Still Life In Colour 1

BEFORE recommending you to paint in monochrome from the living model, I should advise you at this stage to practise working with your full palette at some still-life subject, painting in direct colour à prima, of course after having carefully drawn your study.
I advise you thus because, although I wish you to prepare all your serious work in monochrome, there will be occasions when you will have no opportunity of returning to your work a second time, in which case a first monochrome painting will be of little use to you. You may have to make a rapid study in colour, perhaps of a passing effect in landscape, the study of a figure in the open, of certain flowers or other perishable objects —even a study for a portrait to be done at one sitting. And it may often occur that in your more serious work some change will be found advisable in a minor part for which you have no time to prepare except by scraping, as well as in other instances, to which I shall allude later, so that in any case à prima painting must be studied.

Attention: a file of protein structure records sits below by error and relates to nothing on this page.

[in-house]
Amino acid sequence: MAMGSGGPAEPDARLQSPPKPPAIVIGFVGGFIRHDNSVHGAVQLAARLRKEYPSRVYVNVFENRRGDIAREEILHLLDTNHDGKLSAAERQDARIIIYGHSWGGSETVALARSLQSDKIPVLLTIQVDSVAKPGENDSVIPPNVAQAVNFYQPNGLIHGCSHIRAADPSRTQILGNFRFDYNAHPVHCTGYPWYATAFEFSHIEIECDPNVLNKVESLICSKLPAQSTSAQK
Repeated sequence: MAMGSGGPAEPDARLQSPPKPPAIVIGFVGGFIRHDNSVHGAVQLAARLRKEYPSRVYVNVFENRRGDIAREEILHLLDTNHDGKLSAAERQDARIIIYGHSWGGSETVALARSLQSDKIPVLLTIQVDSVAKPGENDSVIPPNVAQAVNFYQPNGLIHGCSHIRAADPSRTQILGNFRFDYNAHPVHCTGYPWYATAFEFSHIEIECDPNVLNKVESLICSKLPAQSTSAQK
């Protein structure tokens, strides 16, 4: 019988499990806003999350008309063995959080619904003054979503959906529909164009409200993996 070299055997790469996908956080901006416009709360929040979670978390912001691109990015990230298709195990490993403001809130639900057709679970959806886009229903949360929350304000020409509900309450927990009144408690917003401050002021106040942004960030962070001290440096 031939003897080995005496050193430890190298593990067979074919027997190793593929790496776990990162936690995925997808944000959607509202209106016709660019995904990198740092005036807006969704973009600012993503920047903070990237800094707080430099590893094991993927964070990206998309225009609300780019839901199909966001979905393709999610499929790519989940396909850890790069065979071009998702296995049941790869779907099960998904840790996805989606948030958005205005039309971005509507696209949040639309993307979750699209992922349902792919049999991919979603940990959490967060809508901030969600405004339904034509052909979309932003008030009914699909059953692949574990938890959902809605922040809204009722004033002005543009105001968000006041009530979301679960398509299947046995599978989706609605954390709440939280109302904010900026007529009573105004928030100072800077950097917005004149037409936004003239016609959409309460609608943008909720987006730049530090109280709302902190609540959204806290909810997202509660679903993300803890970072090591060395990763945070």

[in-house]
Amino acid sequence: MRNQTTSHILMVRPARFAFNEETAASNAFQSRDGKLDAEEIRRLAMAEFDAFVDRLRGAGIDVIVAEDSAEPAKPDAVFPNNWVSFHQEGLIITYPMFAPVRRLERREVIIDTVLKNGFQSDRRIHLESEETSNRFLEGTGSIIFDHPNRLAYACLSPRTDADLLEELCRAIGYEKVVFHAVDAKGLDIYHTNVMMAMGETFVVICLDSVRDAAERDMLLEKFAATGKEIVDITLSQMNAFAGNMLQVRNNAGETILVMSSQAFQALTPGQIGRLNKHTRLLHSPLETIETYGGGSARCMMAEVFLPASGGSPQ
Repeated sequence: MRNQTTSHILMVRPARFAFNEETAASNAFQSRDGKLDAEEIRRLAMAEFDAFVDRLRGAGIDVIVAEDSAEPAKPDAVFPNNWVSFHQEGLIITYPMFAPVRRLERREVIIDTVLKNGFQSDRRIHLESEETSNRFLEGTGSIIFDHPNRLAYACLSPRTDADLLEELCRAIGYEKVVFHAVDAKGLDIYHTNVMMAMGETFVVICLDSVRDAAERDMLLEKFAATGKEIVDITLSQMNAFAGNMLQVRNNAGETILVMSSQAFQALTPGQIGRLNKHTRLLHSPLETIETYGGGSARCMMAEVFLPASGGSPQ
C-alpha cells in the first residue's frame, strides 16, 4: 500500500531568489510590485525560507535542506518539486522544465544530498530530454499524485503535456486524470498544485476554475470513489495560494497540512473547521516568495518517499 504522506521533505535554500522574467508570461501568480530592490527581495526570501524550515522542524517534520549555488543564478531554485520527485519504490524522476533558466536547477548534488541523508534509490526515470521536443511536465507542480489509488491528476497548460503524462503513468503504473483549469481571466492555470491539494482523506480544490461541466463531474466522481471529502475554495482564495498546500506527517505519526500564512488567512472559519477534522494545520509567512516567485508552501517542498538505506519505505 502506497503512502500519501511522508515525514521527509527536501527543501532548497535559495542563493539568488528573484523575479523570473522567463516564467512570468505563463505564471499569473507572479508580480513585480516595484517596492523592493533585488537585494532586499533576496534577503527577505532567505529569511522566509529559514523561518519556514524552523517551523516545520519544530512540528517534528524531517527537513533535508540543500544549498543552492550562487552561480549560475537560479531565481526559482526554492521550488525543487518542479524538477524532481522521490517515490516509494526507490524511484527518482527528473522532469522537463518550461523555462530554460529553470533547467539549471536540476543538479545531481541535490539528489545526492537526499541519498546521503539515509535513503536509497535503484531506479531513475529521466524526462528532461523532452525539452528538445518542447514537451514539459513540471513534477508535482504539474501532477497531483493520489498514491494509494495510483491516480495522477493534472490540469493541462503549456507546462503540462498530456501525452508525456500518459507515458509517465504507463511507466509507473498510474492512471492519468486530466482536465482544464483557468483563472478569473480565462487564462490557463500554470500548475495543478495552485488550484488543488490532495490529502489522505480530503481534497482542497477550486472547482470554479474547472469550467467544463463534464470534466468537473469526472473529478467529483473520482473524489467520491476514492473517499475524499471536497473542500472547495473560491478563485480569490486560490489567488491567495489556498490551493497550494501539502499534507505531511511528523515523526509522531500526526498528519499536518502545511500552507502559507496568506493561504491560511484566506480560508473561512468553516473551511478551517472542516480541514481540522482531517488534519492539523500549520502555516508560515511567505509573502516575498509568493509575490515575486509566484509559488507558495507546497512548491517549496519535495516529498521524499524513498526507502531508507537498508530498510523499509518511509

Arrange some fruit in a dish against an appropriate background; draw the subject most carefully in charcoal, and after having blown or brushed away all unnecessary blackness (for the black of the charcoal would destroy all freshness of colour), clean your canvas with bread—for with flowers, flesh, or any delicate subject, you cannot work too cleanly. Some of your contemporaries may tell you that you cannot get any quality in your colour by a clean method—dirt is so often mistaken for tone ! Let, however, the quality you seek be under your own control, and not the result of a slovenly method. Let your dish of fruit consist of apples, an orange or two, bananas, and so on, as well as a few large leaves, all simple forms, not too intricate in drawing. Paint in your background tone, covering the canvas, all but the main subject. Mix up on your palette some of the general colours, the middle tones of the fruit, leaves, and dish, matching the colours and tones as you would match silks or wools, and so cover the rest of the canvas. This time use linseed oil in your pot, and brushes of fair size. Now match the tone of the varying coloured shadows, and paint them ; then, the higher lights ; and after that, the broken passages of colour. If, for instance, there is some red in the green or yellow apples, scrape off with your palette knife some of the middle tone colour, over which the clean red is to appear.
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